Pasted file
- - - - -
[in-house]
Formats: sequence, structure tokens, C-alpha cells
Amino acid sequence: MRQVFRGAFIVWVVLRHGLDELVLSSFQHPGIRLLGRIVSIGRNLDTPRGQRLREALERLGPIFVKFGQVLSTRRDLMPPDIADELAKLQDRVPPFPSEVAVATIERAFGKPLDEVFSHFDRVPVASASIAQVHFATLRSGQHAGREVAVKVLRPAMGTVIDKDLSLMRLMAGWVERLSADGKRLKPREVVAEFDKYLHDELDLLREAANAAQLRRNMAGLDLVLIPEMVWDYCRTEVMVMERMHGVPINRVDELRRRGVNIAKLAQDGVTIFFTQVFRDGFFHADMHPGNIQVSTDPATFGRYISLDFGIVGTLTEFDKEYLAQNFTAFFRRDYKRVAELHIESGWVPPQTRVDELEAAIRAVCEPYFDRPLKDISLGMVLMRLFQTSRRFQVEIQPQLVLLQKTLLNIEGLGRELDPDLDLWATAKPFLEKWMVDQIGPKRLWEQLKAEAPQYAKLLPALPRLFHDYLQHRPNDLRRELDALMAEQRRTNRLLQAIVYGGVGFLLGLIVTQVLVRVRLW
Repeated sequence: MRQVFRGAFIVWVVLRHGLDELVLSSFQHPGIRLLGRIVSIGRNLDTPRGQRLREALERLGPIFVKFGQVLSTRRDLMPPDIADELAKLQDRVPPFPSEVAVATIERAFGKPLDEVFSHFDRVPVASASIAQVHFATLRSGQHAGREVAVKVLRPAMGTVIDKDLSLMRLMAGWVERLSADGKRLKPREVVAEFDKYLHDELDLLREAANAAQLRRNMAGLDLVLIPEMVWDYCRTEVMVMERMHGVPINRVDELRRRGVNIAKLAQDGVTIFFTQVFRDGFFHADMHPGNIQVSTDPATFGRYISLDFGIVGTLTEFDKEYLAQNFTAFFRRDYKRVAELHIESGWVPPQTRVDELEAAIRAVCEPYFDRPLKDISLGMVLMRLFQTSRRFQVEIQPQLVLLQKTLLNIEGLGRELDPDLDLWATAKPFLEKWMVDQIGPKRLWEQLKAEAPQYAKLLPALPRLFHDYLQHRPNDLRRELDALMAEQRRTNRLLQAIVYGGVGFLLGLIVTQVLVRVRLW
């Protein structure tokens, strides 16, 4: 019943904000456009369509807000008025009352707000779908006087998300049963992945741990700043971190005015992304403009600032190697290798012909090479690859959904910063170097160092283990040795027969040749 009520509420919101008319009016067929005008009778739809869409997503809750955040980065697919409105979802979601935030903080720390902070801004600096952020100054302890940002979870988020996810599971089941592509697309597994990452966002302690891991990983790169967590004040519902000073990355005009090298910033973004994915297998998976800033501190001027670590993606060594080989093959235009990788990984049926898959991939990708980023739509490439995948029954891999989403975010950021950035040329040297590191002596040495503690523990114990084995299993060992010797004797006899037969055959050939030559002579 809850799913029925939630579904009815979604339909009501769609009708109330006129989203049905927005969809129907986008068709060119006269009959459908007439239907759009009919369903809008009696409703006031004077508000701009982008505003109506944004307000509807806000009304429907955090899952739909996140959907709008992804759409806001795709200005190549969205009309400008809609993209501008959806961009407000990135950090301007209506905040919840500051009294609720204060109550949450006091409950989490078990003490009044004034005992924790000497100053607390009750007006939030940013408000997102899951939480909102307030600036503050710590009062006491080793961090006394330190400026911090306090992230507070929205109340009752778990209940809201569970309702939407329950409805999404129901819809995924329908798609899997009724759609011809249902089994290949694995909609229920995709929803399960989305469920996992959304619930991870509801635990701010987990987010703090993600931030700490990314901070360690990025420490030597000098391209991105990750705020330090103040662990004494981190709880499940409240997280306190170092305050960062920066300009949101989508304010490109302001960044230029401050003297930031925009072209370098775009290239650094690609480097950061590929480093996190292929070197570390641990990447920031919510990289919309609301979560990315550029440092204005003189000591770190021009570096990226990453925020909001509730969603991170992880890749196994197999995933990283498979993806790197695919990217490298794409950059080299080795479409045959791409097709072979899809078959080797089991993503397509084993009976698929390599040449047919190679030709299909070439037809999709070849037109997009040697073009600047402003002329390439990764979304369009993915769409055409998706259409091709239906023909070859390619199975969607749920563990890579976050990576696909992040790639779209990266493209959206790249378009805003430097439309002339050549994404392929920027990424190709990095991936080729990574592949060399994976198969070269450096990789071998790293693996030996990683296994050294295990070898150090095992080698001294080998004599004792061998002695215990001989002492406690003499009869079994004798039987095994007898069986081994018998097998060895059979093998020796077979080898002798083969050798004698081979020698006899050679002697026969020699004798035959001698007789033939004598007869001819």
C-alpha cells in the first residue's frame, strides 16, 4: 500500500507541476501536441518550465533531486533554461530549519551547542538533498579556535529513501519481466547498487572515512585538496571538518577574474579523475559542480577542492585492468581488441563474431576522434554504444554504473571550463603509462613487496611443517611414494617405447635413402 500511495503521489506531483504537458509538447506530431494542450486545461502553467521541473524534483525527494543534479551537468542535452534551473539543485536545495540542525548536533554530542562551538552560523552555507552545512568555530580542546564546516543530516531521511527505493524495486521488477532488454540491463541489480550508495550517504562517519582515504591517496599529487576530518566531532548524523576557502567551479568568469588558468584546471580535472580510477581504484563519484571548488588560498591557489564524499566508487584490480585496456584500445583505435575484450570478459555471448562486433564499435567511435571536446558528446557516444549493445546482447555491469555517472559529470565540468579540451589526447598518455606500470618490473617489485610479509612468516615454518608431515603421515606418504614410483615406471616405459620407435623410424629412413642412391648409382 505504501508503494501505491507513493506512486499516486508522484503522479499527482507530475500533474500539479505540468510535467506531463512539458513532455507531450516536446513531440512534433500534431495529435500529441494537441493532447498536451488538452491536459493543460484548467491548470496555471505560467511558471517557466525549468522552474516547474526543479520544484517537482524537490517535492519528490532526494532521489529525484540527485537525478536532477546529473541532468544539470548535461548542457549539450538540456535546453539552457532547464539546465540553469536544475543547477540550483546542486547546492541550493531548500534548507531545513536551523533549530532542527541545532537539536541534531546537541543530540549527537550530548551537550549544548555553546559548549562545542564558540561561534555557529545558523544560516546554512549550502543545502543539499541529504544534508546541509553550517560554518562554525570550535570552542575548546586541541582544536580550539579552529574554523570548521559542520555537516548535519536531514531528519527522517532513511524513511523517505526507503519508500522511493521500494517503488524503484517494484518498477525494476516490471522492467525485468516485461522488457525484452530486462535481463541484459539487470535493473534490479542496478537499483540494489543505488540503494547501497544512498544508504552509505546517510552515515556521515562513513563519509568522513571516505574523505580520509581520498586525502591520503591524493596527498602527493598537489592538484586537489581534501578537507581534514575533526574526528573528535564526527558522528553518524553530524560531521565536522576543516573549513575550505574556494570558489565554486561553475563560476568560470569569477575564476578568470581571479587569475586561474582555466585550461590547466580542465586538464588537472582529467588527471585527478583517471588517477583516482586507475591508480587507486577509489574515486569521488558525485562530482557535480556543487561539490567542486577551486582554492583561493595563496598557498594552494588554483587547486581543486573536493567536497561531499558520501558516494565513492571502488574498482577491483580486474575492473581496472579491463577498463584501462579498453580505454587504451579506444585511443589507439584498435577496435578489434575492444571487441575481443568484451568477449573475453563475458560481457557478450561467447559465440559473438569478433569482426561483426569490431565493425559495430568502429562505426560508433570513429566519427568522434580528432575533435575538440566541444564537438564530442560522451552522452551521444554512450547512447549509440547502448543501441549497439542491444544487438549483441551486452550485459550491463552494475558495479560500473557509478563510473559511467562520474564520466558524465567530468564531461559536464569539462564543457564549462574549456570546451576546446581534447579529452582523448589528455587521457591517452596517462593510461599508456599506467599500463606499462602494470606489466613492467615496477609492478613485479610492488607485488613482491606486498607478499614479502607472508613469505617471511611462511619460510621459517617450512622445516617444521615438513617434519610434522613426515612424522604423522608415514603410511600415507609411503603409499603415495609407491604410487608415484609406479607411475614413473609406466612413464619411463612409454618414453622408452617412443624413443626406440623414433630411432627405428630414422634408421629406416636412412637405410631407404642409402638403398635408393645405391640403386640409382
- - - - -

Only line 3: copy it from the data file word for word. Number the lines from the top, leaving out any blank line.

Amino acid sequence: MRQVFRGAFIVWVVLRHGLDELVLSSFQHPGIRLLGRIVSIGRNLDTPRGQRLREALERLGPIFVKFGQVLSTRRDLMPPDIADELAKLQDRVPPFPSEVAVATIERAFGKPLDEVFSHFDRVPVASASIAQVHFATLRSGQHAGREVAVKVLRPAMGTVIDKDLSLMRLMAGWVERLSADGKRLKPREVVAEFDKYLHDELDLLREAANAAQLRRNMAGLDLVLIPEMVWDYCRTEVMVMERMHGVPINRVDELRRRGVNIAKLAQDGVTIFFTQVFRDGFFHADMHPGNIQVSTDPATFGRYISLDFGIVGTLTEFDKEYLAQNFTAFFRRDYKRVAELHIESGWVPPQTRVDELEAAIRAVCEPYFDRPLKDISLGMVLMRLFQTSRRFQVEIQPQLVLLQKTLLNIEGLGRELDPDLDLWATAKPFLEKWMVDQIGPKRLWEQLKAEAPQYAKLLPALPRLFHDYLQHRPNDLRRELDALMAEQRRTNRLLQAIVYGGVGFLLGLIVTQVLVRVRLW